Before the food even arrived the tables were adorned with baskets of bread and olives. With bread as a downfall it’s best to atleast TRY to stay clear of the bread but my will was weak. For the olives no holding back was required, they are greatly loved and healthyish.

The food on the evening was plentiful.

Course one features both field and sea in the formation of Rillette of smoked mackarel with lightly pickled vegetables.

STARTER

Pleasing on the eye the course was full of flavour and was extremely well balanced. The mackerel was rich and needed something to lift it and Paul thought of something that has never adorned a savoury dish when I’m cooking…a blackberry. Who knew they go so well with fish? This is definitely banked and to be used in future.

Slow roasted tomato soup with basil pesto was on offer for course two.  Mr. Amer please don’t judge but when reading this menu the wonder of of how you would to top the ’57 Varieties’ sprung to mind. You took the gauntlet without realising it and won by a landslide majority. The soup was utterly delicious, creamy, smooth and thick in texture. Mopping in resturants may be considered a little uncouth but the hunk of bread called out to be dunked.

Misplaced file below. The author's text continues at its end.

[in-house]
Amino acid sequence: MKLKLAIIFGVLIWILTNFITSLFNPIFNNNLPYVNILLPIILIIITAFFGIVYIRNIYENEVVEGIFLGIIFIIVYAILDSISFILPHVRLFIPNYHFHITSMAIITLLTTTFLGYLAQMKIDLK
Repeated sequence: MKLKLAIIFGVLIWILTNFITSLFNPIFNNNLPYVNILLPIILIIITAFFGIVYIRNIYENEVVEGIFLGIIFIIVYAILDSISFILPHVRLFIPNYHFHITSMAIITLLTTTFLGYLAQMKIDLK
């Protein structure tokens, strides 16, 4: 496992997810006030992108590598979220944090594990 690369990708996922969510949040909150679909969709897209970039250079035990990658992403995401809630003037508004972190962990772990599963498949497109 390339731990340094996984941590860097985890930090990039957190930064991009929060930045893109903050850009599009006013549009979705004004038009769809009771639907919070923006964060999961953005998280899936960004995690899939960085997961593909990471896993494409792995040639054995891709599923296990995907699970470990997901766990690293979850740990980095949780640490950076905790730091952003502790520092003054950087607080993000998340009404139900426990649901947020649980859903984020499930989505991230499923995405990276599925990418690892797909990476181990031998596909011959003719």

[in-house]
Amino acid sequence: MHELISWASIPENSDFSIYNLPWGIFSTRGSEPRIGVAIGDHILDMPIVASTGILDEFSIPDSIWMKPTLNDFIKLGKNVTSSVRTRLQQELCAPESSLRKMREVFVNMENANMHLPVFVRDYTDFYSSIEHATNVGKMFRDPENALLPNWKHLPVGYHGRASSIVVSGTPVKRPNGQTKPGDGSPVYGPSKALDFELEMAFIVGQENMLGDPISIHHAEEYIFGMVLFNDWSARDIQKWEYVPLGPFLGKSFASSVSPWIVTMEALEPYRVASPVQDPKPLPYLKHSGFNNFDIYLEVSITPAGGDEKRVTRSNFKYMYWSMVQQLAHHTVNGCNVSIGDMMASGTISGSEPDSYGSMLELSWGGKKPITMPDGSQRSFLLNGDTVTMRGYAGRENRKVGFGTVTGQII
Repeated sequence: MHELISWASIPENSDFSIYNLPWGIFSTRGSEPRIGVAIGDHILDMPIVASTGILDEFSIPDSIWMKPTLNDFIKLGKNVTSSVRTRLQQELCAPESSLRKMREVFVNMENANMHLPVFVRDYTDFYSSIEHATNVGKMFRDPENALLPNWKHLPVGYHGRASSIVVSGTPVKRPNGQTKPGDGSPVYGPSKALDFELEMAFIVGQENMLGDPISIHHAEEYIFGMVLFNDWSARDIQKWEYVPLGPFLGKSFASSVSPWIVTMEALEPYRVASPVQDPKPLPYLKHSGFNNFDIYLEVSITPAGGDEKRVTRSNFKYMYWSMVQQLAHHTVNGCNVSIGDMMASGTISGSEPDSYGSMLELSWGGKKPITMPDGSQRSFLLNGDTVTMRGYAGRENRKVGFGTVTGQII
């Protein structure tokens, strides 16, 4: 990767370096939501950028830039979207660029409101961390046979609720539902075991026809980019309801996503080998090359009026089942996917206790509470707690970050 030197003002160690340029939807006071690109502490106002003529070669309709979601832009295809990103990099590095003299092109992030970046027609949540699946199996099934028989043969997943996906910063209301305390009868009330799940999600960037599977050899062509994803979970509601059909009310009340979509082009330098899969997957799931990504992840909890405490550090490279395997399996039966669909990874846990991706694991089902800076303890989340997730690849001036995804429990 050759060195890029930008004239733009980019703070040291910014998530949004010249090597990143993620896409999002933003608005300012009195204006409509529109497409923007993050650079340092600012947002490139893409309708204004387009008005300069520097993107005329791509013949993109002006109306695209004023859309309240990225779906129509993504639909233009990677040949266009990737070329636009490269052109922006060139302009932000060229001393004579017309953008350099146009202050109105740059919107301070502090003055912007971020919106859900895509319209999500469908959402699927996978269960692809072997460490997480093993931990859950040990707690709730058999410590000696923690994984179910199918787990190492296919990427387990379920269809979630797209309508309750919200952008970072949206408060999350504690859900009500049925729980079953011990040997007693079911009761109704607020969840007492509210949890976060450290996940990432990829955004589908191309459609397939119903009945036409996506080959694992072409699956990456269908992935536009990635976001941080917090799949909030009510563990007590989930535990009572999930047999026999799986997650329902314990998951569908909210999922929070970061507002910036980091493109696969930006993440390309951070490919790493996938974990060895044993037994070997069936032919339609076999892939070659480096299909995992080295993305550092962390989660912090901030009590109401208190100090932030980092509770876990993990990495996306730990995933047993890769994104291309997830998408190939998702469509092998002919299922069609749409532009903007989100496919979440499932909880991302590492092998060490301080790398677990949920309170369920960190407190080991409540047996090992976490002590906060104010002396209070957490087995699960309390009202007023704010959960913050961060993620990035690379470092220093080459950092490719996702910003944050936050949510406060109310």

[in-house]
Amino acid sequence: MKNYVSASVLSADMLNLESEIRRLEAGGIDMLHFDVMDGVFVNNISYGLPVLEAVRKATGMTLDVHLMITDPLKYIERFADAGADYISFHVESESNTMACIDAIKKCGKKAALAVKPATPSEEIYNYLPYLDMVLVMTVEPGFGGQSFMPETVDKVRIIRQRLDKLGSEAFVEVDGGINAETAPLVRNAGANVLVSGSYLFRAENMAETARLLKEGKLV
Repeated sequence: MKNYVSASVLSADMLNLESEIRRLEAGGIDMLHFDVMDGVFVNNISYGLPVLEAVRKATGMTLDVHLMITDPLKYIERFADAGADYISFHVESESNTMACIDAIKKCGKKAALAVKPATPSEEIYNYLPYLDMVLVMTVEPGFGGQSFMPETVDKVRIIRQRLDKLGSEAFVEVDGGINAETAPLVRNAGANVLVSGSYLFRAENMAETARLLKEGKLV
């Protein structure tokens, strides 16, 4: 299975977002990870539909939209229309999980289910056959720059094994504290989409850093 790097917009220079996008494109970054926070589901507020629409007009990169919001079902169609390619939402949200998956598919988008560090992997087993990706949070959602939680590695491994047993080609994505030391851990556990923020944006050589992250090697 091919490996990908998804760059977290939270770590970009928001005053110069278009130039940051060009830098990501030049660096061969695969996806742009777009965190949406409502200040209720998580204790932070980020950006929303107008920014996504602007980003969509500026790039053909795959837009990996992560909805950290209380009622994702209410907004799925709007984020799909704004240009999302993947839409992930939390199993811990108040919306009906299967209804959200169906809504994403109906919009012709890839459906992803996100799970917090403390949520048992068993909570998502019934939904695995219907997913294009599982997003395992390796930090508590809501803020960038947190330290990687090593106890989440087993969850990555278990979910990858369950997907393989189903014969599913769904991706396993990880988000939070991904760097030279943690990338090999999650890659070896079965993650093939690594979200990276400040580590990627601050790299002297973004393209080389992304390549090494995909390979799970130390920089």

SOUP

LIGHTLY CURRIEDCourse three was a lightly curried smoked haddock risotto.

If this course was deconstructed into curry, haddock and risotto a definate appeal would be there but married together alas didn’t work for me.

The word ‘lightly’ definitely needs to be removed unless the person who made tonight’s offering was a little heavy handed.

Also is there really enough space on a tasting menu for two fish dishes?

 

Move over fish and hello meat.

 

 

 

 

Course four featured slow cooked belly pork, vale of Mowbray black pudding, pommes puree and roasted cauliflower puree. An excellent coupling of flavour and textures. The asparagus was a nice surprise. The crackling was a little well done but nice and crispy. Paul could this be one of the dishes that requires a presentation upgrade?

MAIN MPW

Desert time come with Course five in the form of Raspberry & Passion Fruit Panna Cotta with mini meringue, raspberry sorbet

Wow! I DON’T as a general rule ‘do’ dessert but my heart did a little leap. Panna Cotta can be done so badly but not today, the texture was perfect and the balance with the sorbet worked so well. The meringue was nice but a little bit of a gooey centre never hurt anyone. Overall this was the star of the menu.

Yummy!

Footnote 1: Thank you to Emma Wright (Sales & events co-ordinator) and Rachel Kershaw (MPW Newcastle Ambassador) for the invitation and I’m glad to be back. Having turned down every food review invite since Nov 2016 my welcome back to food blogging was definitely selected well.

Footnote 2: I’m not sure if it’s because I’m over forty, suffered from gallstones or because I usually have a small child in tow but I always like to check out the ladies. These ones get a thumbs up especially when Elemis is their hand wash and hand cream of choice, I’m a sucker for a British Brand.

* There is limited parking at the restaurant and on Fenkle Street. The restaurant is also only five minutes from the nearest train/metro station. Grainger Town car park is part of the Alive after Five scheme  which equals free parking after 5pm Monday – Saturday

I was invited by MPW to review the Paul Amer menu. All thoughts are my own.